I tested them for tightness. One was actually a little loose, but I couldn't get it to turn with my fingers. I jammed one end of the tong head into the middle, pushed hard, and turned … maybe, just maybe. It turned. Just a little, but it turned. Ten minutes later, both screws were out. I removed the backing plate and now all I had to do was push the rest of the lock out through the front of the door and reach inside the door hole and pull on the latch. Whew.
If only it were that easy. The knob spun freely but was caught up inside the door's hollow core, preventing me from shoving it out the other side. I wedged the tongs under the little t-shaped part of the latch that normally connects to the inside of the knob, but couldn't pull it far enough to unlatch the door. Curses! Foiled again.
It took a few more minutes of twisting the knob into just the right place and shoving it as far inside the door as possible to gain the millimeters I needed, but I finally got it done and the latch clicked open with a satisfying snick.
Free at last, thank Garlits I'm free at last.
I snatched victory from the jaws of defeat, so that, "OMG, do you remember when Phil got locked in the suite; that was soooo funny" will now go into the annals of ND Indy fame as "How cool is he?" At least that's how I see it.
I also have some very fond memories of the bottom floor. It was from small offices there that the National Dragster staff pounded out (on typewriters!) the first edition of the Daily Dragster in 1988, and, in 1997, it was from the ground floor that we broadcast the first ever live “audiocast” of an NHRA event, a feed from the announcers that we streamed free on NHRA.com decades before there was a video accompaniment like NHRA.tv.
The other great thing about the addition of the Parks Tower was the creation in 1984 of a better winner’s circle environment. A checkerboard-paved area was created at the base of the tower to which the winning vehicles were towed and the winners honored. Among the first in that new hallowed spot was Don Garlits, who scored one of the great “comeback” wins of all time at the 1984 event. The winner’s circle ceremony had previously been held at the top end, at the base of the older tower, and remained in front of the Parks Tower until it was moved to the staging lanes in 2001.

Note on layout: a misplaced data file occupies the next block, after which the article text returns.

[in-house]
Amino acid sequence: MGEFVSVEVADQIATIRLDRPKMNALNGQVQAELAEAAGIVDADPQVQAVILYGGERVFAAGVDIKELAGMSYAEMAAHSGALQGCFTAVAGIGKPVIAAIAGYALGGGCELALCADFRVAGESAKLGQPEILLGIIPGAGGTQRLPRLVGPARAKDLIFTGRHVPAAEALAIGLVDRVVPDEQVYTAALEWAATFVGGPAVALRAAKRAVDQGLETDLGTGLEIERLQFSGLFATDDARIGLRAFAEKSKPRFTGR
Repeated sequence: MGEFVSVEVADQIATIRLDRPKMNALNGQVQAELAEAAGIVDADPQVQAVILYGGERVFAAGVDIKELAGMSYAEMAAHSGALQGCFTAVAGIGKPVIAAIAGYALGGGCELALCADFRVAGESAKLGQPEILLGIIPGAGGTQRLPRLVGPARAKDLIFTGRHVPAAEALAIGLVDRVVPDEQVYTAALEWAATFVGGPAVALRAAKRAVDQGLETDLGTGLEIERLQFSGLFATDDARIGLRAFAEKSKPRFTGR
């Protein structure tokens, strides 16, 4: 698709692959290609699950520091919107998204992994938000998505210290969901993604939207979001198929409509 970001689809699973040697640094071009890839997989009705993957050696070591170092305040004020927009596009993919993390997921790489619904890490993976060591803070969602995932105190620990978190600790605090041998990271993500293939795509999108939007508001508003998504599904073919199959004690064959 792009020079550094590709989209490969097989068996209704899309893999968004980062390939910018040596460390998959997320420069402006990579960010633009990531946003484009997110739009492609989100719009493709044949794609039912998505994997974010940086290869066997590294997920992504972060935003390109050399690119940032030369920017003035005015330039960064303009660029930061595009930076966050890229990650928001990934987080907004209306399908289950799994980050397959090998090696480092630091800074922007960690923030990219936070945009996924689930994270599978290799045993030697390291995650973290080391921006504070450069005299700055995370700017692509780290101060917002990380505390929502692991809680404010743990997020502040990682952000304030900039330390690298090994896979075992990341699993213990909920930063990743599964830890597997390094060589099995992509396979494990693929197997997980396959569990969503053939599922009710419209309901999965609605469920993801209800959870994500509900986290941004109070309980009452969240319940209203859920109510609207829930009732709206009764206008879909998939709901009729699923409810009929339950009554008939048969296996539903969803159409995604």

The tower also served as an amazing backdrop to photos, akin to the burger stand at Irwindale Raceway, especially after a giant NHRA oval was added to the base. It made for some great marketing-style photos and was instantly recognizable to everyone.
The rear of the Parks Tower afforded a commanding view of the Pro pits (which were relocated there from the west side in 1980) and Manufacturers Midway or, of course, it being summertime in Indianapolis, any approaching rainstorm.
As mentioned earlier, the creation of the Parks Tower also led to the temporary removal of the famed crossover bridge, which was relocated to the back of the approach lanes and capped in 2003 with a great addition, an arch with the track name and NHRA oval that gave our photogs some great backgrounds for pre-race shots.
The opulence of the Parks Tower laid the groundwork for similar structures which soon appeared at Gainesville Raceway and other tracks, which spawned the new familiar track-spanning towers first seen at Texas Motorplex in 1986 and duplicated at venues like Englishtown, Houston, Richmond, Bristol, St. Louis, and Topeka, to name a few.
While most of you never had (or will) get the chance to watch a race from within their walls, they still provide the landmark background to photos that allow most fans to identify the location of a photo easily.
A new media/race control tower is planned for the spot of the Parks Tower, but, from the rendering I’ve seen, will be a two-story tower, as you see in Las Vegas, Norwalk, or Sonoma, and before long we’ll be enjoying the creation of new Indy memories from there.
Perhaps presciently, the lovely and talented Kelly Wade and I climbed to the roof of the Parks Tower at the end of last year's race for a celebratory selfie after having again survived the event (my 40th).
Indy may never look the same again, but we’ve seen that countless times across countless tracks. Nothing lasts forever, except your memories.
Phil Burgess can be reached at firstname.lastname@example.org